We allocated patients to tonsillectomy or the waiting list (control). To avoid disparity between group sizes, we used replacement randomisation. If the disparity exceeded the preset criterion of six, we generated another randomisation list using simple randomisation until we achieved a balanced group size.7 A research assistant not involved in the assignment or care of the trial patients generated the randomisation sequence with a computer random number generator. The assistant concealed the allocation sequence from the investigators who enrolled the participants by putting the assigned treatments in sequentially numbered, opaque, sealed envelopes. These were opened sequentially only after an eligible participant had been found and informed consent obtained, after which a study nurse attached a self fastening slip of paper containing the patient's name to the official study logbook. A trial physician recorded the baseline data and status.
We tested the hypothesis that tonsillectomy in adults with recurrent streptococcal pharyngitis would reduce the short term risk of developing an episode of streptococcal pharyngitis, reduce the rate of all episodes and days with symptoms, and not cause excessive adverse effects.
The primary end point was the proportion of patients with an acute episode of group A streptococcal pharyngitis during the 90 days' follow-up, as determined by signs and symptoms of acute pharyngitis with a positive result of throat culture. The secondary end points were the percentage change in the proportions of patients with all episodes of pharyngitis at 90 days, the times to episodes, and the difference in the mean rates of episodes and days with symptoms during the whole follow-up. Patients recorded episodes and days with symptoms in diaries. We considered an episode to be at least two consecutive days with a sore throat. We recorded data on adverse effects related to tonsillectomy from the diaries and the patients' charts.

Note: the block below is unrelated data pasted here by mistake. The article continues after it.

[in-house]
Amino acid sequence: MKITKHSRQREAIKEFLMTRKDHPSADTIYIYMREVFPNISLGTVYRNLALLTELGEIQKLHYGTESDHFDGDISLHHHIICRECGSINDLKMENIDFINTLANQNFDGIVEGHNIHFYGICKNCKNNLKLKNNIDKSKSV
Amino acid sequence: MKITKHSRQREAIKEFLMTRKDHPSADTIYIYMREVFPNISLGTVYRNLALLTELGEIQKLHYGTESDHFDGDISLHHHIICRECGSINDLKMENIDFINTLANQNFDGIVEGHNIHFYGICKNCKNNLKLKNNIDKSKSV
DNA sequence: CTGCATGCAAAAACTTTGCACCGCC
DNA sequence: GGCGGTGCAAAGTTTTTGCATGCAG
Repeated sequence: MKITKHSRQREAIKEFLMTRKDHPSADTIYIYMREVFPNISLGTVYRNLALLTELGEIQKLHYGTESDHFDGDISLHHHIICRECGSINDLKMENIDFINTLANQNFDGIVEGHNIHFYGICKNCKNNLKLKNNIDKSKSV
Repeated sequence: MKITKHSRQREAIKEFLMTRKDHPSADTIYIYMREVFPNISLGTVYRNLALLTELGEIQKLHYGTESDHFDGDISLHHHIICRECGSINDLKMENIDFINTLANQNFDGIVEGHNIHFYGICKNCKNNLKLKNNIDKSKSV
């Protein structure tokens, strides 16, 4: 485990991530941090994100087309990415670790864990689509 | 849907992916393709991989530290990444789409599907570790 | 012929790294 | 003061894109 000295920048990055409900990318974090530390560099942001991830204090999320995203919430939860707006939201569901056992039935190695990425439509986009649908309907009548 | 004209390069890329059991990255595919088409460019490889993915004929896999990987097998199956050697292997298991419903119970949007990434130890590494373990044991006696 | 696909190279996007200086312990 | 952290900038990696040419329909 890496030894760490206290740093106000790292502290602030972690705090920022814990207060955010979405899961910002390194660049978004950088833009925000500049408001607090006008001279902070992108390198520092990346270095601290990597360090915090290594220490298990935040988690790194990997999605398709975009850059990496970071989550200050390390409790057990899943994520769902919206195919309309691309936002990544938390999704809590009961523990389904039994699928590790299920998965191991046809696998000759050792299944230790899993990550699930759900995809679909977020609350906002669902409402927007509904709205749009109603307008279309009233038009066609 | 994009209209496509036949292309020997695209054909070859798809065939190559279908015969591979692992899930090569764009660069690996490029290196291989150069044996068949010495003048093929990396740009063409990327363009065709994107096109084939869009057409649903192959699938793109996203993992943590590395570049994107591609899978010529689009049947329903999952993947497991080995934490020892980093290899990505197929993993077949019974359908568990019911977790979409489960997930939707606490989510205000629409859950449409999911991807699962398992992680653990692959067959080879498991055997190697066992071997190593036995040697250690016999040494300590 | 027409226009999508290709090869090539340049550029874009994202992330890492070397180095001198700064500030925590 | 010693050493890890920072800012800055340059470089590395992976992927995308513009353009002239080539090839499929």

After baseline data collection and randomisation, the participants were operated on as soon as possible (tonsillectomy group) or placed on the waiting list for tonsillectomy (control group). In the tonsillectomy group, the median time between the randomisation and the tonsillectomy was 13 days (interquartile range 8-21) for practical reasons. The operation was performed under general anaesthesia as day surgery. Four experienced ear, nose, and throat surgeons performed total extracapsular tonsillectomy using blunt or diathermy dissection. In the control group, the waiting times ranged from three to six months, during which time the patients did not receive any prophylactic treatment for their tonsillitis.
We obtained background data and examined the patients at assignment. Both groups were followed up for at least 90 days after randomisation, but otherwise the time of the follow-up visit depended on the length of the waiting list for tonsillectomy in the control group (range 90-210 days) and was 150-180 days in the tonsillectomy group. At randomisation patients in the control group were given the first available date for the operation, the length of follow-up therefore being unrelated to the severity of symptoms.
The primary outcome was objective and based on the presence of group A β haemolytic streptococci in the throat culture during acute pharyngeal symptoms. Patients were given a prepaid microbiological postal package and the phone number of the study nurse with instructions to order a new package immediately after using one. The package included equipment for taking a specimen (Transpocult, Orion Diagnostica, Helsinki, Finland). All participants were advised to visit their own general practitioner whenever they had acute symptoms suggestive of pharyngitis. The general practitioner would then take a culture sample from the pharynx and send it to Oulu University Hospital for analysis. The patients were given written instructions for their general practitioner about the study and illustrated information on how to obtain the culture sample—namely, from the surface of both tonsils or tonsillar fossae in the patients who had undergone tonsillectomy and the posterior pharyngeal wall.3 The patients were told that it was important to seek medical advice for their symptoms during the trial in exactly the same way they had done before the trial and that it was possible to have streptococcal pharyngitis after tonsillectomy.